Hormone Replacement Therapy: Let’s Think This Through
May 23, 2012 - 7:29:37 AM
(HealthNewsDigest.com) - I think about health and healing in a very comprehensive, holistic and vitalistic manner. Vitalism states that our bodies have an inherent self-healing mechanism and are brilliant and built to stay in balance through the harmonious efforts of many interrelated systems that are constantly working on our behalf to take care of us. It is important as a practitioner of this style of medicine to listen and ask deeper questions when involved with a patient who has become entirely out of balance and therefore symptomatic. Symptoms are the body’s way of talking to us, telling us that something needs attention. It is only through listening that one can understand where there might be “obstacles to cure”, where there might be some excess or deficiencies and then work with the body to achieve a state of health.
This lays the foundation for the issue at hand: hormones, and more specially, the topic of hormone replacement therapy (HRT). The topic of synthetic and bio-identical HRT has almost reached celebrity status with many different and conflicting conversations leading to genuine confusion and concern regarding what course a woman should take when she is experiencing symptoms linked to her hormonal cycle and normal hormonal transitions like menopause. Recently there was an article in the New York Times suggesting that the use of hormones for some women in menopause is the only option. This article included a quote from Dr. Deborah Grady, associate dean for clinical and translational research at the University of California, San Francisco: “There is no alternative treatment that works very well, whether it’s a drug or over-the-counter herbal preparation”. From a comprehensive and vitalistic perspective, the idea of replacing hormones at anytime as a first-line therapy is perplexing. When there are presenting symptoms during normal hormonal transitions, it would make sense to first look at restoring function rather than seeking to artificially replace it. Taking a reductionist approach to complex symptoms experienced by women in menopause, even while swapping out an “alternative treatment” for a prescription drug, will not ultimately lead to any solid results. Perhaps it isn’t the treatment that is failing; rather the approach.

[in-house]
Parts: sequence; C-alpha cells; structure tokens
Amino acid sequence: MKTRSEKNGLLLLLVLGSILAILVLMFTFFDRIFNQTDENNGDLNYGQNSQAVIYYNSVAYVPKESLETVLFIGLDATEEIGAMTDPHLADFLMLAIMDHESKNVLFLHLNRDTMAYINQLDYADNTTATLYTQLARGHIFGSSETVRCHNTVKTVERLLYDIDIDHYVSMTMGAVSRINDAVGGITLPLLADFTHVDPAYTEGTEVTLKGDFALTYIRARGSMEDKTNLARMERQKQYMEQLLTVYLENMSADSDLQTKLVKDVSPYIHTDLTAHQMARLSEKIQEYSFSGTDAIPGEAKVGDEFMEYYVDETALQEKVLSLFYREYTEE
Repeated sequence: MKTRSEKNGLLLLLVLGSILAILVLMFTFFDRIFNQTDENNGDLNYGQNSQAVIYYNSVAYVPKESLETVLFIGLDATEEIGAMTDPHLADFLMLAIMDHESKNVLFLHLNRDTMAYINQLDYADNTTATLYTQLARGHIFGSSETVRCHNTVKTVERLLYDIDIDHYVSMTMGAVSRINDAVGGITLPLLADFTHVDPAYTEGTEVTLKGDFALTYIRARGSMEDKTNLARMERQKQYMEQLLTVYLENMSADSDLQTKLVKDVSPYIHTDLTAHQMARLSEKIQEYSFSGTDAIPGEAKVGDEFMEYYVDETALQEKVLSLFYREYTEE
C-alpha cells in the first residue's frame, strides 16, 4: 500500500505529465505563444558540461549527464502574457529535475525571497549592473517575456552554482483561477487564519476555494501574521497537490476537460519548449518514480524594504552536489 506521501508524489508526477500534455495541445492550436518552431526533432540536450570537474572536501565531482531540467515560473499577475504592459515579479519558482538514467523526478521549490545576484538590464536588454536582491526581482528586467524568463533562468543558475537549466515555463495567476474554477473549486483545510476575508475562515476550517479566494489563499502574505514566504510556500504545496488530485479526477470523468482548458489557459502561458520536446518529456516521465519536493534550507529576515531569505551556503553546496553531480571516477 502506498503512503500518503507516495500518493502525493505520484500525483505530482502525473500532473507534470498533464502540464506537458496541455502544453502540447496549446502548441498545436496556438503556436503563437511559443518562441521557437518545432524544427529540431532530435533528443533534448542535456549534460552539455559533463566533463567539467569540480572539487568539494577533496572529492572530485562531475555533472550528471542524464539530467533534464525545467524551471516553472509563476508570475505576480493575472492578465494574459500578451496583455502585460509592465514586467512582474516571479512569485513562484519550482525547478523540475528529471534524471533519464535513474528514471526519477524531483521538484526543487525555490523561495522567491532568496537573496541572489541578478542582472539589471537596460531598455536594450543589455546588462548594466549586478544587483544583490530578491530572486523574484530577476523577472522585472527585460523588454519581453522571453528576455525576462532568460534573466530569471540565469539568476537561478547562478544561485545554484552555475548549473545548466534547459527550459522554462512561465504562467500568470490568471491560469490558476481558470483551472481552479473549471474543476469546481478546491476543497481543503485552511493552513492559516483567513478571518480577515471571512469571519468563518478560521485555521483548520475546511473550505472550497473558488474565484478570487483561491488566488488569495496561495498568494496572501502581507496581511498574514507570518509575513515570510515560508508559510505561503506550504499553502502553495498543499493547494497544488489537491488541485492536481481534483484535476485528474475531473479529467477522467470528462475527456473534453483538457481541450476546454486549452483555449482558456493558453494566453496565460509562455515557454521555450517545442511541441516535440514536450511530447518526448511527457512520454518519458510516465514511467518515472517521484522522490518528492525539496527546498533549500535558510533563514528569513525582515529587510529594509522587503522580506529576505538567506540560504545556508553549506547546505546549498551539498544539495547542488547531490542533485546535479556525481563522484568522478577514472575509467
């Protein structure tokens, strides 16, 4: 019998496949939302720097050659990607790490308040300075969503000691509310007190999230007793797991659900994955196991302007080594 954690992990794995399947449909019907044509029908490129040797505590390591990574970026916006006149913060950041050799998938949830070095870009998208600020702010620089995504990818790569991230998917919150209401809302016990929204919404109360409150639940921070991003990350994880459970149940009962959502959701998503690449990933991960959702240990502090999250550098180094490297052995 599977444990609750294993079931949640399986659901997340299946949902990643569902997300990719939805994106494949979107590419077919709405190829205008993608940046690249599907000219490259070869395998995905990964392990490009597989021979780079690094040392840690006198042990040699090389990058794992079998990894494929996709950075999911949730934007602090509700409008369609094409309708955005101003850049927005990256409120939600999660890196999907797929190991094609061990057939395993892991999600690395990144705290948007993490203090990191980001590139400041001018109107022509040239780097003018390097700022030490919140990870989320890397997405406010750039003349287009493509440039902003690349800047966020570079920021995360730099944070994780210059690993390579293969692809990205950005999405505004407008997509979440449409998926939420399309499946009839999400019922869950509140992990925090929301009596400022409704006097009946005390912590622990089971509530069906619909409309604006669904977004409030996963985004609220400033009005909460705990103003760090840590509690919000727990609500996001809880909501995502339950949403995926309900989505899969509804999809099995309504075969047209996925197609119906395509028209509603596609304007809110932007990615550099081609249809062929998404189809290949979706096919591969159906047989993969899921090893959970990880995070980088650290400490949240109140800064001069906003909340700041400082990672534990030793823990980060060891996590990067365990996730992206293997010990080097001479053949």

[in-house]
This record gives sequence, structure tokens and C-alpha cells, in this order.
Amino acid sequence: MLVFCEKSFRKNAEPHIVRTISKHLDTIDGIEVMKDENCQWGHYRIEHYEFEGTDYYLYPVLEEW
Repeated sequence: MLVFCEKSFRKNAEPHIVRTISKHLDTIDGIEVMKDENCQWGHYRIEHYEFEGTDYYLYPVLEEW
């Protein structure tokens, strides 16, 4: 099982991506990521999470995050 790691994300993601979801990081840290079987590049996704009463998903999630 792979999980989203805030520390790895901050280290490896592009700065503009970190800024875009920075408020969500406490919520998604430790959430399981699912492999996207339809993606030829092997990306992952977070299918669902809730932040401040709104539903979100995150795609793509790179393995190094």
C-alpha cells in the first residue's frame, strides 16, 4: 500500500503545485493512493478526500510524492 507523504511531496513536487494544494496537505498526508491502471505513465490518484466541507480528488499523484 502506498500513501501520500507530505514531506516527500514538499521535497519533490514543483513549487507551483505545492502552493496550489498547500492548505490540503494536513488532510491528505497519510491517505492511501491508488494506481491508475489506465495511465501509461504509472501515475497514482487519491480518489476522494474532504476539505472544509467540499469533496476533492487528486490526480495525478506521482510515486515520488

This simplistic approach of prescribing hormones, whether HRT or the birth control pill, tends to suppress the body’s natural rhythm and cycles and does nothing to address why the symptoms are occurring. What are the symptoms and in what types of women are they occurring? Some are women who are having difficulty transitioning into menopause, a very natural, once celebrated and honored stage of life; some are women with sexual and reproductive problems such as infertility, uterine fibroids, endometriosis, ovarian cysts, and severe premenstrual syndrome (PMS), as well as breast and uterine cancer; and, there are also an extraordinary number of younger women who are experiencing weight gain, irritability, insomnia, decreased libido, and hot flashes. Most all of these women are coming in with a recommendation from another physician that they begin taking hormones. Just “replacing hormones” is not helping women live longer, healthier and richer lives. More hormones in a body where hormones are out of balance is, most of the time, the last thing a woman needs. In fact, this course of action could be harmful. Hormone imbalance can not only cause the symptoms mentioned above, but also can lead to cancer, heart disease, osteoporosis, and Alzheimer’s disease.